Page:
The influence of N and K rates in Hoagland's nutrient solution on Jalapeño pepper (Capsicum annuum L.) plant growth and pod production was determined on greenhouse-grown plants in sand culture. Varying the rates of N (1 to 30 mm) and K (1 to 12 mm) in Hoagland's solution identified optimum concentrations for Jalapeño plant growth and pod production. Two experiments were conducted to determine Jalapeño pepper sensitivity to differential fertilization. In the experiment seeded in April, nutrient treatments began at transplanting, and in the one seeded in May, treatments began after all plants had flower buds and half had flowered. Biomass and pod production per plant responded curvilinearly to N rate in both experiments. Optimum N rate for pod yield was 15 mm. Nitrogen rate affected pungency of pods only in the first experiment, with 1 mm N reducing capsaicin levels in fruit compared to other N rates. Biomass, fruit count, and fruit weight per plant increased linearly with increasing K rate in the first experiment and curvilinearly with K rate in the second experiment. The optimum K rate for pod yield was 6 mm. Potassium rates did not affect pod pungency. Jalapeño peppers grown in sand culture required 15 mm N and at least 3 mm K for optimum pod production.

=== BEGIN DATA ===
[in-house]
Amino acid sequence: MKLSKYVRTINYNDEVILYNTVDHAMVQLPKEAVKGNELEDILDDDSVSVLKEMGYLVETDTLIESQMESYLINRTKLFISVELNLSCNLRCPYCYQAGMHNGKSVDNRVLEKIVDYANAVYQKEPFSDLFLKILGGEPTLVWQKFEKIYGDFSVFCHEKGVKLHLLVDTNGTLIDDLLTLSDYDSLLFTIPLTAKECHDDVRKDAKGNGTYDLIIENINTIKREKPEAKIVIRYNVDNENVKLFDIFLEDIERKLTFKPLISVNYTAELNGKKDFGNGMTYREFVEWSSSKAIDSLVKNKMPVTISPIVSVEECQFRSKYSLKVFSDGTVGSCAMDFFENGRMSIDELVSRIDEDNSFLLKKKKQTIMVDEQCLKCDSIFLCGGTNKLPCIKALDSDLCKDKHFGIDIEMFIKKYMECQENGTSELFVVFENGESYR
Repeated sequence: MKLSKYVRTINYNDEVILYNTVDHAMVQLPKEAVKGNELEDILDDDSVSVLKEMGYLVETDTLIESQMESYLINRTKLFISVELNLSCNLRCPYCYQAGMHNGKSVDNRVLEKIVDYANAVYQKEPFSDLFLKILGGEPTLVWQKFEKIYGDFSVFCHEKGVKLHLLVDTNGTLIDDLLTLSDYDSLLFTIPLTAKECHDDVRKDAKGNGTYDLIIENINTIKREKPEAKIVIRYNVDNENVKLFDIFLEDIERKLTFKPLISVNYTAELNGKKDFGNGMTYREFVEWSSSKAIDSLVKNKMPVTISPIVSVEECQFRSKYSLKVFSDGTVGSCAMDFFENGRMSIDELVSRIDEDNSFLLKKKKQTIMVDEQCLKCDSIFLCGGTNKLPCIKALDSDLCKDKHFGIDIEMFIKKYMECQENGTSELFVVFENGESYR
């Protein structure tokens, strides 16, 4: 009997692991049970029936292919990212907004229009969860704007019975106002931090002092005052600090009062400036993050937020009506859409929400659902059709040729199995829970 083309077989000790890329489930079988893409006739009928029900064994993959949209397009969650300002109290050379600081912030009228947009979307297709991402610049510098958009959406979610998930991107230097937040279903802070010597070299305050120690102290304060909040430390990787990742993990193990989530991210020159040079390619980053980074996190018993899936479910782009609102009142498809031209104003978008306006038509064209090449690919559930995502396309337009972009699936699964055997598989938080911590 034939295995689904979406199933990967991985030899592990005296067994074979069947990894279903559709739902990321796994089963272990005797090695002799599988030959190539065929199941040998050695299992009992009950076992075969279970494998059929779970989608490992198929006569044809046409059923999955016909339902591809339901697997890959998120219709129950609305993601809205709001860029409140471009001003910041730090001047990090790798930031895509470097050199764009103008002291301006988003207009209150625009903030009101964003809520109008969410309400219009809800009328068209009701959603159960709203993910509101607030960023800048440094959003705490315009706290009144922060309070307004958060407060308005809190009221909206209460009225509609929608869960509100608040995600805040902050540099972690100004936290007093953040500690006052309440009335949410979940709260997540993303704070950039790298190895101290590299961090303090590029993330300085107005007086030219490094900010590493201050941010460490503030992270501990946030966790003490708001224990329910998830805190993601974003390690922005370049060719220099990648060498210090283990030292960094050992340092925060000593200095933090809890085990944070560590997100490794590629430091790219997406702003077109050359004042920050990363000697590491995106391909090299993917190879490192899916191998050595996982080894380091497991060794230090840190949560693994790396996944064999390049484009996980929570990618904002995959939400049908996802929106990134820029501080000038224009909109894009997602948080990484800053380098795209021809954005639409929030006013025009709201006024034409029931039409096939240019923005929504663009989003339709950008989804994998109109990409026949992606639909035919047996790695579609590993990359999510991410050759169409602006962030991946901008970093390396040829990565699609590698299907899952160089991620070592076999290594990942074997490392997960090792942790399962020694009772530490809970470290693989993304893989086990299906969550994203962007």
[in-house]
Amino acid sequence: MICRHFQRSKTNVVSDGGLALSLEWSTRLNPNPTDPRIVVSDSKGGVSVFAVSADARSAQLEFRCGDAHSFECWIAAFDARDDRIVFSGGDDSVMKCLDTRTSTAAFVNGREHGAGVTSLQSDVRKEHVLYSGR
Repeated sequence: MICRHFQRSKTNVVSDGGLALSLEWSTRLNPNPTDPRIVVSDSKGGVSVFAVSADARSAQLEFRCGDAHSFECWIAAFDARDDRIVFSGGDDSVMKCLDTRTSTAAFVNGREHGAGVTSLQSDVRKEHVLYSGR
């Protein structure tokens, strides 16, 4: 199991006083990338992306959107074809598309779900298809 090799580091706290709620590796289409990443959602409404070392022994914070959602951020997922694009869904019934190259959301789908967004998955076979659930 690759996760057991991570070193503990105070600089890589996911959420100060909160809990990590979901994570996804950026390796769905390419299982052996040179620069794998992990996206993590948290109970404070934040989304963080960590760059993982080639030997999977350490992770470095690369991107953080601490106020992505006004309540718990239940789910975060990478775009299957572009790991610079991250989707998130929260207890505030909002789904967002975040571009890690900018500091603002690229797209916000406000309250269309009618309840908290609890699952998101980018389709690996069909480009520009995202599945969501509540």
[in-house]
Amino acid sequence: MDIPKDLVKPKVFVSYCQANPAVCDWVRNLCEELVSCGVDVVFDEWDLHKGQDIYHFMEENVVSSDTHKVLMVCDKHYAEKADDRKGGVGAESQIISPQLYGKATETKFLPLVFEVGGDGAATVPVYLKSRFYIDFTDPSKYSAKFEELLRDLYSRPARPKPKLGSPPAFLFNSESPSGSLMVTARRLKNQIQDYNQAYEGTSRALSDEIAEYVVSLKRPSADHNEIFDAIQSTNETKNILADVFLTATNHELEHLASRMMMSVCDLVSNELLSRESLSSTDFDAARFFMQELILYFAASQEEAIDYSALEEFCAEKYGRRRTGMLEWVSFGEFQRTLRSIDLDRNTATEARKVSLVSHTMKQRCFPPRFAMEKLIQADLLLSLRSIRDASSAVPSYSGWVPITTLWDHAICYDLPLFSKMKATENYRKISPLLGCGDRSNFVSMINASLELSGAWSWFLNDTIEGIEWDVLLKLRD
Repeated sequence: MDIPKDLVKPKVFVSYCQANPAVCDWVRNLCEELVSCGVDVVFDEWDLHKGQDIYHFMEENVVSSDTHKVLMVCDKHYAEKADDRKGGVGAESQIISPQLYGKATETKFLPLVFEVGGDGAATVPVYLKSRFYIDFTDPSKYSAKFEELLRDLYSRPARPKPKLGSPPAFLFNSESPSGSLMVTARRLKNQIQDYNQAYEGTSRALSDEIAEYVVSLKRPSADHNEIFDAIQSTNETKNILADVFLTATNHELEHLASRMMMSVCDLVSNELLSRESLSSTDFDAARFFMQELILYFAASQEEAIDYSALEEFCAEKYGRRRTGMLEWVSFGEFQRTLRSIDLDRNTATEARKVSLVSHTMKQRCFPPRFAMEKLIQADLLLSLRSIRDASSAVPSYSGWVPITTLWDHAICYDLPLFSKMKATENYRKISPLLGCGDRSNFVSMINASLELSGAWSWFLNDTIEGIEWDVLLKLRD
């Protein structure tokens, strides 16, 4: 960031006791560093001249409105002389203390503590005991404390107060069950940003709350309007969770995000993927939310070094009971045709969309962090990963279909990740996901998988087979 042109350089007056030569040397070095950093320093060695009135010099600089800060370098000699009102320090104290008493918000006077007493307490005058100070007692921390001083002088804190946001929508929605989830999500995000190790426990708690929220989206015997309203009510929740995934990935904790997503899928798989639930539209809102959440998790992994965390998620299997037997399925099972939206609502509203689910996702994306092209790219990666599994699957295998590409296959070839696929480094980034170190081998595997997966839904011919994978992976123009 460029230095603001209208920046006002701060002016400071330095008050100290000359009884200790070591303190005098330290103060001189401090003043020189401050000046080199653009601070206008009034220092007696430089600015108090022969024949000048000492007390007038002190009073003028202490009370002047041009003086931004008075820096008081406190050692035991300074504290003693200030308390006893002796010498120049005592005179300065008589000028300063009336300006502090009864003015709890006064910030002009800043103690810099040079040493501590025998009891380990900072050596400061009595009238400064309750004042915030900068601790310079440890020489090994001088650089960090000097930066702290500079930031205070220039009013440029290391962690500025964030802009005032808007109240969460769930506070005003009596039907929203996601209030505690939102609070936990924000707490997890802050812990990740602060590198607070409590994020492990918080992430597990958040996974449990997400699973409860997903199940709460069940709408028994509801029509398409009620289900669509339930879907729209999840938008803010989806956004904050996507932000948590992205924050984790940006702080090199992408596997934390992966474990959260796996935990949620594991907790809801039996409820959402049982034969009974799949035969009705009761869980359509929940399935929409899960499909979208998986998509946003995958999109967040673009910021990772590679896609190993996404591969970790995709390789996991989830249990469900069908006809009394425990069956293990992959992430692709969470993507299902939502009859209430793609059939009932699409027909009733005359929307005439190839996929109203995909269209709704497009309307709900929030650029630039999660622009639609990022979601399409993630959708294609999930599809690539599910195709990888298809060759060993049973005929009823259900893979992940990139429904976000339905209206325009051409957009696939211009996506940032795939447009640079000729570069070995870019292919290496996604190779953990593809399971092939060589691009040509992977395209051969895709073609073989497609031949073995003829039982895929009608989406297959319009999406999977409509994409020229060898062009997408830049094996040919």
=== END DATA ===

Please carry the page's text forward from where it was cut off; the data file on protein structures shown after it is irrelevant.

The influence of end-of-day (EOD) light treatments of tomato (Lycopersicon esculentum Mill. cv. Mountain Pride) transplants on growth and subsequent fruit production was investigated. In the first experiment, transplants were treated with EOD red (R) and far-red (FR) light for 2 weeks in a controlled environment and then placed in the greenhouse under ambient light conditions from November to March. Before transplanting to the greenhouse, transplants treated with EOD R light were shorter and had less total leaf length than plants that were not treated with EOD light (controls). EOD R light increased the number of flowers on the plants before first harvest but had no effect on subsequent fruit production (as compared to plants treated with EOD FR light or control plants). In the second experiment, cool-white fluorescent lights (a light source high in red wavebands) were used to supplement solar light that transplants received in a nonshaded glasshouse for 1 hour before the end of the natural photoperiod. The fluorescent light reduced transplant height and total leaf length as compared to plants not treated with supplemental light. Supplemental fluorescent light for transplants had no effect on subsequent fruit production in the field. These results suggest that EOD light treatments that affect tomato transplant growth do not affect subsequent fruit production.